Diary 3 and the lowlands, I now climb the highlands.
I thought I had found a great route, but it is bye a road the locals say; I can't drive. Well, it was nice till I was forced to turn around. I drive through a little village on a road, sealed with natural rocks. Then up a larger road with some great views. The altitude is some higher, and now I see coffee plantations on the steep hillsides.
I finally make it to Takalik Abja, an archaeological site. The area is vast, but only a part is open to visitors. Besides from the barely excavated pyramids, here are quite some statues. Many dates back to 800-500 BC, and that make them Olmecs. Only the newer parts are Mayan.
I see some of the pyramids, and then the boss joins me, and give me a proper tour. He explain the figures, the traditions, the work and way more - and I do understand surprisingly much, despite it is in Spanish. I get that the crocodile, jaguar, toad, owl and bat are symbols of the underground, and they seems to face west. The humans, frogs and alike faces the east and the rising sun.
Here are still quite some archaeological activity, and their holes are deep! In one corner, they have a ZOO with the local animals. Like the entire area, it is so clean and well maintained. The pyramid-area is a real nice park, with a lot of different and huge trees, many with flowering orchids and different epiphytic cacti. They even have a Estación Jardín Arqueobotánico!
All the alters have fresh marks of recent fires, and at one, some Mayans are actually performing a ritual. Flowers, fire and praying. It is in front of the temple of fertility, if I get the frogs right. The next we see, is the sauna for cleansing. A igloo-like stone structure in the middle of the building provided the smoke or steam.
When I feel I have seen it all, I head on through the narrow, but good road towards northwest. From these 350 metres, the landscape keep raising. The relative flat hillsides are farmed, at first with bananas and corn. It is a real great drive through the green hills, small villages and wild mountain sides. It is tempting to stop at some of the villages, but I am running late.
I pass 1000 metres, and here start to be more settlement. In Colomba, I just have to pull over, and do a walk in the little town. Most buildings are old, but their central church is defiantly new. The town is found on a mountain peak, and all streets from the square leads down. And quite soon: Steep down. I see the market and find some lunch.
As I head on, and gain even more altitude, it turn more into rainforest. Here are some pines at the drier places, but not much. A few times, the road runs on a ridge, offering a great view to both sides - through some trees. Some of the canyons are huge and covered in dense forest.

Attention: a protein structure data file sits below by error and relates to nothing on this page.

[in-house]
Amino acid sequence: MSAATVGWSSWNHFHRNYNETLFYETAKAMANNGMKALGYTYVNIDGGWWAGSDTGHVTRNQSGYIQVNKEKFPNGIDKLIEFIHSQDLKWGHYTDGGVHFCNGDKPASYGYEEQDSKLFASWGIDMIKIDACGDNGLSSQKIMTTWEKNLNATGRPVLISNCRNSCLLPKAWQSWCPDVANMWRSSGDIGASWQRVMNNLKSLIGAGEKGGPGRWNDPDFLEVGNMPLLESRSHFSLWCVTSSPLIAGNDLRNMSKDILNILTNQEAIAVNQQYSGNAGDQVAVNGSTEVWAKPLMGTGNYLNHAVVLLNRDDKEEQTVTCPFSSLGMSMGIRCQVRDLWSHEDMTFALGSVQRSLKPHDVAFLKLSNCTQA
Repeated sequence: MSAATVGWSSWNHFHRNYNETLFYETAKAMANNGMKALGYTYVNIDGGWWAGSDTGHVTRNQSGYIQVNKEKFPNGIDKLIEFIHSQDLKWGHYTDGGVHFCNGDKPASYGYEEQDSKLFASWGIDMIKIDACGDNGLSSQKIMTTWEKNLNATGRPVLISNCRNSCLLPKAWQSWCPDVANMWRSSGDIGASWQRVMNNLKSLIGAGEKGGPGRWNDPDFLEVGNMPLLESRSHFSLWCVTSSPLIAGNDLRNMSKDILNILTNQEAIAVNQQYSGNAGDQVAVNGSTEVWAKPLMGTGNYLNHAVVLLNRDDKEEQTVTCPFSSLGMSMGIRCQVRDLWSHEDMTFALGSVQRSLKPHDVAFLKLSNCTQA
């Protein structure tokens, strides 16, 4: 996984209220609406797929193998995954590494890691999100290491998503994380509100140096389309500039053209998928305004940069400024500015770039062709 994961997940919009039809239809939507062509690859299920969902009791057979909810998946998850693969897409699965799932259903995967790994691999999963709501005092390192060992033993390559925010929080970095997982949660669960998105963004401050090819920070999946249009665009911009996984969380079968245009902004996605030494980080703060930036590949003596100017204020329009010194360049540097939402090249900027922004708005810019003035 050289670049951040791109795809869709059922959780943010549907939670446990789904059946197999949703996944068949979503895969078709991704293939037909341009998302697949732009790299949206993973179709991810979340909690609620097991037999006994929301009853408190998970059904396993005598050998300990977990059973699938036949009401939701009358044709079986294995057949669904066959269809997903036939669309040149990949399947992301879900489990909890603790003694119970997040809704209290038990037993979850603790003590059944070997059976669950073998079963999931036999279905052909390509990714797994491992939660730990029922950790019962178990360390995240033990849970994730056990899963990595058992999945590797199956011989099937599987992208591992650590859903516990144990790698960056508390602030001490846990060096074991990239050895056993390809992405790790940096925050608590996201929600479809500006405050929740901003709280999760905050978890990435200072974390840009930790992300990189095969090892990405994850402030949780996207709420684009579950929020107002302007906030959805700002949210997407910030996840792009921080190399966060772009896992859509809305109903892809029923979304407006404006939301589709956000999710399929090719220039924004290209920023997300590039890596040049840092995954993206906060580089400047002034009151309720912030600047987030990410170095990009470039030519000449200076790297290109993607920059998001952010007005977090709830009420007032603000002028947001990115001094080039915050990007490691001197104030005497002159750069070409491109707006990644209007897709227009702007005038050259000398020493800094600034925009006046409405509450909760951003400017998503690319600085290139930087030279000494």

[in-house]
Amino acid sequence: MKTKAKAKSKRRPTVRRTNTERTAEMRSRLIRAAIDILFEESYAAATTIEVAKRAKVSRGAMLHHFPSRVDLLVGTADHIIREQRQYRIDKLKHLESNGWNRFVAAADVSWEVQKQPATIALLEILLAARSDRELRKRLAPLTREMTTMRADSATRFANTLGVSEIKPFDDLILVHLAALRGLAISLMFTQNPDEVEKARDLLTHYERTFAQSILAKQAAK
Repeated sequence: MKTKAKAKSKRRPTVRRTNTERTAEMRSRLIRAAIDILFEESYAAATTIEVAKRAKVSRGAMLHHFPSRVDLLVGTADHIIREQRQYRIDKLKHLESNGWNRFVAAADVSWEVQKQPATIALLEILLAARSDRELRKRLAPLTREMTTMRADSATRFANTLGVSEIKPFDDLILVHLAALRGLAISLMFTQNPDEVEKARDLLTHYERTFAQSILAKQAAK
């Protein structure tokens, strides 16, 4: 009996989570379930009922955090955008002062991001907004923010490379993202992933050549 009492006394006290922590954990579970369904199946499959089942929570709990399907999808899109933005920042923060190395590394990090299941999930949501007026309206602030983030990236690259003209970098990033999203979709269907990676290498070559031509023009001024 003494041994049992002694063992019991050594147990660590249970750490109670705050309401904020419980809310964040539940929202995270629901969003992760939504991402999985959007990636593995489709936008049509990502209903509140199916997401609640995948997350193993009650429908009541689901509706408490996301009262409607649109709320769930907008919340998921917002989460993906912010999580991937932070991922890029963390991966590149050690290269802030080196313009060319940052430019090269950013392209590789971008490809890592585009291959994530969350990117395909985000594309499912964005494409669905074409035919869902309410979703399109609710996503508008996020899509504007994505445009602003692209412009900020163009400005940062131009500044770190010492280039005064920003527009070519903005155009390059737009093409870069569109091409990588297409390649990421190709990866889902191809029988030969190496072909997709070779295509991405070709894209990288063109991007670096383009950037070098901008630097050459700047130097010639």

The mountains get higher, steeper and partly covered in mist. I pass 2000 metres, and I can feel the cold air. I had expected it to be desolated, but it is the other way around. The steep gravel mountainsides are farmed, and mainly with vegetables like cauliflower and onions. Here start to be more and more villages, and they are bigger and more modern - actually cities.
Way up the huge canyons, I can see fields and houses. I had not expected that! But they might have the same climate as we have in Denmark. Snow in some winters, nice and worm in the mid summer. Many fields are dormant, but some are harvesting onions. I reach the large city of San Martin Sacatepéquez, and drive along it for a long time. It seems like they have filled the fertile valley with houses, and now have to farm the mountainsides. I pass 2500 metres, but the farming and city continues.
I get out in the rural for a bit, then I meet Chiquirichapa, a huge city. At first, it look like a proper mountain village with a lot of women, traditional dressed. Then it turns into a modern city, and it is big. It is above 2500 metres, and here are a bit chill. Next city is Aldea Siguila, and here are some real modern shops and a huge mall. Then some almost Roman temples?!
After an almost endless drive through a modern city, I end op in the old part of Quetzaltenango, and even the old part is large. I find my hostel, and head straight out in the town. I have three hours; three days would have been better. Here are some real fine huge old buildings, some real neglected back alleys and everything in-between.
I see the central square, the market, the church and a lot of traditional dressed, real short people. Despite it is only in 2350 metres height, the wind is cold, and just recently, they had frost at night. I do several loops around the central square, before I give in, and try the local chocolate. The beans are grinded when I order, and it is by far the best hot chocolate I ever had! And for €0,50.
I do some larger loops, but then it start to turn dark. The restaurant I was recommended, serving traditional dishes have nothing without meat. I get a huge taco with all kind of shredded vegetables, but need more. All I can find is a breakfast, but that will have to do. Spend the evening deleting half of the 450 photos. And freezing a bit. Takalik Abja, Colomba, Highlands and Quetzaltenango.
6. I spend the night freezing instead of sleeping, but get an early start anyway. I head straight north - if you can call it that, by a twisting mountain road. Here are still a bit misty, but the huge vegetable fields stand clear. I find some rural areas along the road, but also some rather large and modern cities - way bigger and modern than anything in Belize.